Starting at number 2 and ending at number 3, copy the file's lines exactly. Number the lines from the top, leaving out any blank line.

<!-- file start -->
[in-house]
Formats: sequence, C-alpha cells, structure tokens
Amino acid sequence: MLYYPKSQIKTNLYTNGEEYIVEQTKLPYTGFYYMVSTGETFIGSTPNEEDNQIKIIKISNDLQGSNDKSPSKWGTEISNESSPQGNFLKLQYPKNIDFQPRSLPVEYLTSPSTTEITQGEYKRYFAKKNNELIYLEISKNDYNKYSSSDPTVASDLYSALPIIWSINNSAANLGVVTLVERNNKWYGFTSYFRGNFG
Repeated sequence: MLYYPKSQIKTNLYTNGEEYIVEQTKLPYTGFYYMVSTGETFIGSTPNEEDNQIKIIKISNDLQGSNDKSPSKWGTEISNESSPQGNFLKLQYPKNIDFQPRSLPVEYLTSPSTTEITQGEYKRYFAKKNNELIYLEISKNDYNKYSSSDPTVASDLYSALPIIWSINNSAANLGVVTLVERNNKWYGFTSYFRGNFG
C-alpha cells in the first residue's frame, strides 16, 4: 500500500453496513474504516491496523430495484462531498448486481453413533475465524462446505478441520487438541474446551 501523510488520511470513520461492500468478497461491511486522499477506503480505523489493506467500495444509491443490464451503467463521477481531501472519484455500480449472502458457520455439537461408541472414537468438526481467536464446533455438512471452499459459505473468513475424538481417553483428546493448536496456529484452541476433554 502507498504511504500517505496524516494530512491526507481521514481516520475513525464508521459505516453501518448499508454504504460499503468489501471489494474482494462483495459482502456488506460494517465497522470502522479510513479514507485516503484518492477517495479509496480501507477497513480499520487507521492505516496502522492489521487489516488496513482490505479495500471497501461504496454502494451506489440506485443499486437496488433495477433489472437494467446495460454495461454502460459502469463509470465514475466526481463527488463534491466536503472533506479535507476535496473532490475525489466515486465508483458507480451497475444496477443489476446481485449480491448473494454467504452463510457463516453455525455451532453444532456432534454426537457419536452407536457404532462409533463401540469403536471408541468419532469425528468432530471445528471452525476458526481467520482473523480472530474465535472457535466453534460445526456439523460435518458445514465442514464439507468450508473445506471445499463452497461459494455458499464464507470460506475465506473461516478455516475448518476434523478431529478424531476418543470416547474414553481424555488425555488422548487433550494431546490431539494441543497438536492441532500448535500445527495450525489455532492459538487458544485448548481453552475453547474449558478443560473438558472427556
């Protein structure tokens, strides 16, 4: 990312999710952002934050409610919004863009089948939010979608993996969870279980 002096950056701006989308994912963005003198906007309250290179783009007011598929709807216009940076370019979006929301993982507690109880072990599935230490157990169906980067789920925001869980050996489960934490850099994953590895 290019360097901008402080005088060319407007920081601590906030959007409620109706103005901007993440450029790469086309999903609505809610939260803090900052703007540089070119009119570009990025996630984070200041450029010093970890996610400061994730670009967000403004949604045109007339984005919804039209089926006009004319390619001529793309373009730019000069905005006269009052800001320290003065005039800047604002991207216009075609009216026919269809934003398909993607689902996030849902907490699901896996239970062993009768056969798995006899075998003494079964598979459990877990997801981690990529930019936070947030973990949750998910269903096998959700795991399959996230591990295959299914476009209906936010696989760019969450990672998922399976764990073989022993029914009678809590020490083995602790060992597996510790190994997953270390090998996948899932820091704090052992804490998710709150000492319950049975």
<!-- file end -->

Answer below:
Formats: sequence, C-alpha cells, structure tokens
Amino acid sequence: MLYYPKSQIKTNLYTNGEEYIVEQTKLPYTGFYYMVSTGETFIGSTPNEEDNQIKIIKISNDLQGSNDKSPSKWGTEISNESSPQGNFLKLQYPKNIDFQPRSLPVEYLTSPSTTEITQGEYKRYFAKKNNELIYLEISKNDYNKYSSSDPTVASDLYSALPIIWSINNSAANLGVVTLVERNNKWYGFTSYFRGNFG